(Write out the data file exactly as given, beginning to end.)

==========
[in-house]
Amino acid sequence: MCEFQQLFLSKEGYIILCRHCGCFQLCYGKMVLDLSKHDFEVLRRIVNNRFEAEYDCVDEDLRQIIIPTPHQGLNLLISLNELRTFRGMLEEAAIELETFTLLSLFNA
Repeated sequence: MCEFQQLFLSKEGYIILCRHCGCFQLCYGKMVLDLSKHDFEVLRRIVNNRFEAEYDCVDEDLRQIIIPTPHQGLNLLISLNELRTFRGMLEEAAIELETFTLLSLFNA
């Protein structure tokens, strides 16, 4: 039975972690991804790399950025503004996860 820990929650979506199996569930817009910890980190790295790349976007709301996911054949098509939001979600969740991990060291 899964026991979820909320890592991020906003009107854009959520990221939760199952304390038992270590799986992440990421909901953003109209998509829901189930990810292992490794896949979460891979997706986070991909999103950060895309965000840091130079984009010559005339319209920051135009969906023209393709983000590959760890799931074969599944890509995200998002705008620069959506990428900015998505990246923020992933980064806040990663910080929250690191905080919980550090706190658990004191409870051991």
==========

[in-house]
Amino acid sequence: MCEFQQLFLSKEGYIILCRHCGCFQLCYGKMVLDLSKHDFEVLRRIVNNRFEAEYDCVDEDLRQIIIPTPHQGLNLLISLNELRTFRGMLEEAAIELETFTLLSLFNA
Repeated sequence: MCEFQQLFLSKEGYIILCRHCGCFQLCYGKMVLDLSKHDFEVLRRIVNNRFEAEYDCVDEDLRQIIIPTPHQGLNLLISLNELRTFRGMLEEAAIELETFTLLSLFNA
């Protein structure tokens, strides 16, 4: 039975972690991804790399950025503004996860 820990929650979506199996569930817009910890980190790295790349976007709301996911054949098509939001979600969740991990060291 899964026991979820909320890592991020906003009107854009959520990221939760199952304390038992270590799986992440990421909901953003109209998509829901189930990810292992490794896949979460891979997706986070991909999103950060895309965000840091130079984009010559005339319209920051135009969906023209393709983000590959760890799931074969599944890509995200998002705008620069959506990428900015998505990246923020992933980064806040990663910080929250690191905080919980550090706190658990004191409870051991």